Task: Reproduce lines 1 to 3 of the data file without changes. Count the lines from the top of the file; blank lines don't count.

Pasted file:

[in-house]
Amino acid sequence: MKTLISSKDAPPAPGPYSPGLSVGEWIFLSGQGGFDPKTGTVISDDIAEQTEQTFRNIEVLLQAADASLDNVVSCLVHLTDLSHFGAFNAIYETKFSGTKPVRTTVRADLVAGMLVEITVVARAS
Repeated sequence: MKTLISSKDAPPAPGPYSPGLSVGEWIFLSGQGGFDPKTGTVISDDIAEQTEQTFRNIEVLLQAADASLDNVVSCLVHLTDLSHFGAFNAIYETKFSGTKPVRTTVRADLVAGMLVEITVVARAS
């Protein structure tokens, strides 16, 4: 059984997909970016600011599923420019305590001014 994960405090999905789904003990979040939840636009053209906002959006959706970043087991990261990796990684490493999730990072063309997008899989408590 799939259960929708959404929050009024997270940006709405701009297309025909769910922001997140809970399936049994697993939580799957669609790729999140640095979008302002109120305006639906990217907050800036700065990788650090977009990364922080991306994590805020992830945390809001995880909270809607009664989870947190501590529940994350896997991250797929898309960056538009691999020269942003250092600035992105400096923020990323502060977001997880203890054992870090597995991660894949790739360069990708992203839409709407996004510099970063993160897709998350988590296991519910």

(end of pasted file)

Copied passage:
[in-house]
Amino acid sequence: MKTLISSKDAPPAPGPYSPGLSVGEWIFLSGQGGFDPKTGTVISDDIAEQTEQTFRNIEVLLQAADASLDNVVSCLVHLTDLSHFGAFNAIYETKFSGTKPVRTTVRADLVAGMLVEITVVARAS
Repeated sequence: MKTLISSKDAPPAPGPYSPGLSVGEWIFLSGQGGFDPKTGTVISDDIAEQTEQTFRNIEVLLQAADASLDNVVSCLVHLTDLSHFGAFNAIYETKFSGTKPVRTTVRADLVAGMLVEITVVARAS